Armed Forces Day has been marked annually since 2009 to raise awareness of and celebrate the armed forces.

Here, we look at some of these issues affecting service personnel, including support for veterans and their families, personnel numbers, housing, morale and pay.

Why an Armed Forces Day?

The previous Labour Government introduced the first Armed Forces Day in 2009 to raise awareness of and show support for the armed forces, their families, reservists, cadets and veterans.

The national event takes place in a different city each year – this year it is in Salisbury – but local events are taking place throughout the country. The Armed Forces Day website helps find events local to you. This year it is on Saturday 29 June.

Support for Veterans

The D-Day commemorations drew attention to veterans. As of 2017, there were an estimated 2.4 million UK armed forces veterans living in households across Great Britain. Over 60% were aged 65 or over and the vast majority were male. The Government projects the number of veterans will progressively decrease to 1.6 million by 2028, as older veterans die at a higher rate than personnel leave the forces and become veterans. The demographic profile of veterans will also change, with increasing numbers of female and working-age veterans.

The Government published a new Veterans Strategy in 2018 which “sets the intent for veterans public services across the UK to work towards”. The strategy is for a ten-year period and will be reviewed in 2023. Measures include improving collaboration between organisations and improving the collection of data to identify and address the needs of veterans.

Numbers of personnel

There are three main ways to measure the number of military personnel (also known as strength): the total full-time UK Armed Forces, total full-time trained UK Armed Forces, or the total full-time UK Regular Forces.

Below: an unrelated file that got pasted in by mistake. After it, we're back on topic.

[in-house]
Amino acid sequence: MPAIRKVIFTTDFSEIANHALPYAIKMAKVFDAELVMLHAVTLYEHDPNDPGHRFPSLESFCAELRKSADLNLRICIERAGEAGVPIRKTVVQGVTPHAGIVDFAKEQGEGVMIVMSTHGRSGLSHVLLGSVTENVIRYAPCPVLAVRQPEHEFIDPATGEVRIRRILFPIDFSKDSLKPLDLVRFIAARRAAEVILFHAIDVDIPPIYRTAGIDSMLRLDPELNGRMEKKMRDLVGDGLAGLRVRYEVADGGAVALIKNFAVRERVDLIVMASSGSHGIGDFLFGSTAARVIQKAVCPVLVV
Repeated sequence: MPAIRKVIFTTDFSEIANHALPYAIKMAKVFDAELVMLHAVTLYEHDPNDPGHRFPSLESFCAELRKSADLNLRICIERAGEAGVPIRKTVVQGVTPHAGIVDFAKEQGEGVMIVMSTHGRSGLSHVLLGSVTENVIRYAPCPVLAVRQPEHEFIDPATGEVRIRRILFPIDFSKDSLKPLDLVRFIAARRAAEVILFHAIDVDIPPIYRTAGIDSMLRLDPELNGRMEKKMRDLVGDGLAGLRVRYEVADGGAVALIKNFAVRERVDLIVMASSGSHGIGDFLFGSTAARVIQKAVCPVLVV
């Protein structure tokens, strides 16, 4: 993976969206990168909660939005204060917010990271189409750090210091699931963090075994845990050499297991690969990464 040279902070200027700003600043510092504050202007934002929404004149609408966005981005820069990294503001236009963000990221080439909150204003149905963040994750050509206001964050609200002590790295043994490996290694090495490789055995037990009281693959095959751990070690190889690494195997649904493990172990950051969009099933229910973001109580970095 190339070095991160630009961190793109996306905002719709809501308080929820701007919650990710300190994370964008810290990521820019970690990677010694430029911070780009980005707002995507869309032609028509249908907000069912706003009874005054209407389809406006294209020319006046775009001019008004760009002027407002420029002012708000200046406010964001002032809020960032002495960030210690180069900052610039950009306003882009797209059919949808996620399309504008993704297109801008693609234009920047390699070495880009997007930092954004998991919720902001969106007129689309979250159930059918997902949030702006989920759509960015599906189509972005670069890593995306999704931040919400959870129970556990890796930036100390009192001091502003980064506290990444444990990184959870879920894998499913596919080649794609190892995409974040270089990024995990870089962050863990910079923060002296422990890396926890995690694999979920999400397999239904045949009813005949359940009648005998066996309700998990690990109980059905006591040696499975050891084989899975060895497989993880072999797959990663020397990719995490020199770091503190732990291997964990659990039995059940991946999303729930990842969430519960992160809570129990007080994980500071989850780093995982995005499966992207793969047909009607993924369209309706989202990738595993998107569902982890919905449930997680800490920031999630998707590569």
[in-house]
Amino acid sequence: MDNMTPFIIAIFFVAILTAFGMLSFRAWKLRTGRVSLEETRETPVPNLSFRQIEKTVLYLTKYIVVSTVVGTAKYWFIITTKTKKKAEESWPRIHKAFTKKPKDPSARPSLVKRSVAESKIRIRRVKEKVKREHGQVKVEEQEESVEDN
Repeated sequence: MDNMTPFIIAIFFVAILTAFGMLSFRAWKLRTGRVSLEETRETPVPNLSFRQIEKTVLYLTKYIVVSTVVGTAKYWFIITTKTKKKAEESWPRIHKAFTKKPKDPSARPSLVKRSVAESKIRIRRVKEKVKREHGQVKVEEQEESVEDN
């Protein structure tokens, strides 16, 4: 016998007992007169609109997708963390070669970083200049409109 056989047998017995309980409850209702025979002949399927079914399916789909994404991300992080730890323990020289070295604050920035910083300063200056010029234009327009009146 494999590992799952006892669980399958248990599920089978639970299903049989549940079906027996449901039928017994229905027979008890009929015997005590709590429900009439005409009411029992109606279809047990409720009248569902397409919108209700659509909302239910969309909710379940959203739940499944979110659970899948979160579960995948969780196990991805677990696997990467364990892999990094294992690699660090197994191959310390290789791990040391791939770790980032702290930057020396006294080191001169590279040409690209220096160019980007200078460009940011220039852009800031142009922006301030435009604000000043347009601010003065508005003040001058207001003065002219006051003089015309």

The total full-time UK Armed Forces is the most comprehensive of the three measures. It comprises trained and untrained members of the UK Regular Forces, Gurkhas and full-time reserve service personnel (FTRS). The total strength was just under 153,000 at 1 April 2019.

The total full-time trained UK Armed Forces is perhaps the most important measure as this is what the 2015 Strategic Defence and Security Review (2015 SDSR) personnel targets are based on. The full-time trained strength is 7% below the 2020 target of 144,200. The Army has the largest shortfall (8%) with 75,070 trained personnel compared to a target of 82,000.

The 2015 SDSR also re-affirmed the Government’s commitment to increase the size of the trained strength of the reserve forces (known as Future Reserves 2020) to 35,060 personnel. Overall, the trained strength of personnel within the FR2020 programme is 32,550.

The 2015 SDSR stated that by 2020 at least 15% of the intake to the UK Regular Forces should be female and 10% should be from minority ethnic backgrounds. In the 12 months to 30 September 2018, 11% of the total intake was female and 6% was from a non-white ethnic group.


Recruiting and retaining personnel has long interested MPs. The Defence and Public Accounts Committees have recently examined the Army’s efforts to recruit more personnel.

The annual survey of personnel (AFCAS) reports nearly a quarter (24%) say they intend to leave before the end of their current engagement or commission.

The impact of Service life on family and personal life remains the top factor influencing intentions to leave, followed by opportunities outside the Service and spouse/partner’s career. Job security, opportunities for sport and career development influence the decision to stay.

Satisfaction with Service life remains below the peak of 61% reported in 2009. 46% of personnel are satisfied with service life in 2019.